You move up from linear income, such as you get marketing your
products, and get the leveraged income, by creating a large,
growing organization, which is also marketing those products.
The secret of a system is that every stage of the business building
process is spelled out. So anyone who joins the network can follow
the same successful process that brought him or her in, instead of
having to go through a trial and error scenario.
This also makes the business work for people who are not natural
sales types, and have fear of rejection. In other words, it is
more duplicable for more people.
Your system should completely delineate and spell out the entire
process that a distributor will follow from where to find
prospects, how to approach them, how to sponsor them, and how to
train them to reach the higher advancement ranks. Each stage in
this process should be written down somewhere, and taught to the
distributor at the appropriate time.
Here's a breakdown of the six key elements that should be included
in your system to provide strong duplication:
1) A Step-by-Step Recruiting Process
This should be a step-by-step process that anyone who joins your
organization - whether they're a doctor or waitress, Ph.D. or high
school dropout - follows when they approach a candidate about the
business. My advice is to structure it as what I call a "ladder of
escalation," so that at each stage the prospect is looking at the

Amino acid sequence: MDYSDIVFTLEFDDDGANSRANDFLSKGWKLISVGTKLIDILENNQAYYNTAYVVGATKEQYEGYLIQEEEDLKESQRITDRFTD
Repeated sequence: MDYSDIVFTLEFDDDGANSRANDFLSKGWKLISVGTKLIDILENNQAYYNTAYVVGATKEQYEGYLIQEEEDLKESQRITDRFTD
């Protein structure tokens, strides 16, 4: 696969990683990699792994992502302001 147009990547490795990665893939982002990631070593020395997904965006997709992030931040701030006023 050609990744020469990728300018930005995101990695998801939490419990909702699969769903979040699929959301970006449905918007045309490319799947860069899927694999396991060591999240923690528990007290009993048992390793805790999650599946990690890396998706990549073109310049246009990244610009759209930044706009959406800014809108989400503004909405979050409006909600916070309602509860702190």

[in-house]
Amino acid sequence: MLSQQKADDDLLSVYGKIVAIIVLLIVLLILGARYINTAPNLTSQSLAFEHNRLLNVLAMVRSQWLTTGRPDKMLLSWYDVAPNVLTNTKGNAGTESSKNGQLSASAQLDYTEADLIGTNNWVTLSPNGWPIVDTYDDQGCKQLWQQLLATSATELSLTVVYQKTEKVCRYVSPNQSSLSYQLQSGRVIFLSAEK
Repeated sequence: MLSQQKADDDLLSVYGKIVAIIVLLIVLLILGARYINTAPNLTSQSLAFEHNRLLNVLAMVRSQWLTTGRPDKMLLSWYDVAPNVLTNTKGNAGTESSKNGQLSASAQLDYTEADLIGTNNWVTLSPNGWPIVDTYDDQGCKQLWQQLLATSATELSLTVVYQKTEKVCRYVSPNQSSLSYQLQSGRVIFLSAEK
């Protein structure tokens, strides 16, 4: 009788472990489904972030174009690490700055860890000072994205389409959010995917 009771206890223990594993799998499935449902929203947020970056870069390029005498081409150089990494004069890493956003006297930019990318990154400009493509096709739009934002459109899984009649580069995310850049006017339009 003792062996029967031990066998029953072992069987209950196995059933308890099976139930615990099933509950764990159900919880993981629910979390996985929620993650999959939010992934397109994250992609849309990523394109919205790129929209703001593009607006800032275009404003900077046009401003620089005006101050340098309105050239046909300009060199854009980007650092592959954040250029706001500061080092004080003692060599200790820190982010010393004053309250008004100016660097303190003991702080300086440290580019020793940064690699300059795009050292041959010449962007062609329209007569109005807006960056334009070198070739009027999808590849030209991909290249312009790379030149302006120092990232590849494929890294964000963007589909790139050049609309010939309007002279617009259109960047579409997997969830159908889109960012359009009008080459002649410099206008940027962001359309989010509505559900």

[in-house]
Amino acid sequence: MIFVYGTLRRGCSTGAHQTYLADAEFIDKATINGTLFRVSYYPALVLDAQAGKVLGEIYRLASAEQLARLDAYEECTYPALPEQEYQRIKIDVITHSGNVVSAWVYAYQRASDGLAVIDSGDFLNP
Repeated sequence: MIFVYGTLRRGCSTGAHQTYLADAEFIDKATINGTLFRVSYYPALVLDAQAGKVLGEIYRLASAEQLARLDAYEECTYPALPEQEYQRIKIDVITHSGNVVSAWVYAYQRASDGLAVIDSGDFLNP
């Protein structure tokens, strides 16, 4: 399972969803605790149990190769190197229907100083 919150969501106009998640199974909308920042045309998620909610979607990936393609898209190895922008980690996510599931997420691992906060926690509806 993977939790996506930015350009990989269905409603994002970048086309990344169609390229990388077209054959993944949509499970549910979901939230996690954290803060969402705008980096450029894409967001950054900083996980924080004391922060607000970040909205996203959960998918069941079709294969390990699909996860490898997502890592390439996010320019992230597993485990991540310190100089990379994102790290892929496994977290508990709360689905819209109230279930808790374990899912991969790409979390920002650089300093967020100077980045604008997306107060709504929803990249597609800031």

business, it escalates into a bigger event than the preceding one.
An example of this would be a process like the one below:
Step one: a recruiting tool
Step two: attending a home meeting
Step three: attending a hotel opportunity meeting
Step four: participating on a live webcast or national conference
In a scenario like this, each time the prospect sees the
opportunity, it seems to be a bigger deal than the time before,
because there is a bigger crowd involved. This creates social
proof, and a sense of urgency.
2) Mass Market Prospecting Tool
This component is a recruiting tool that distributors can use in
the mass marketplace. It may be a CD, DVD, but more often is a
brochure or magazine. You want a tool that people can leave in
their doctor and dentist offices, at the car wash, in hotel
lobbies, in airplane seat pockets and other places where it can
reach prospects they haven't met. This tool must be priced low, so
it can be distributed in large quantities.
3) Warm Market Introduction Tool
This component is the tool your people will use when they approach
their friends, neighbors, and relatives. In other words a tool
that they can give to people that they know and have a relationship
with. This tool can cost more, and is likely to be an audio or
4) Standardized Presentation
A standardized presentation is an important requirement to create
true duplication. Presenting is an integral part of the business,
and where a lot of recruiting is done. It's important that the
presentation is uniform throughout the organization. This way
anyone in your sponsorship line can come to town and present for
your team, and you can travel anywhere to present for your people,
and everyone is using the same outline.
Of course there will be some different jokes and stories that
reflect each person's personality, but the basic structure of the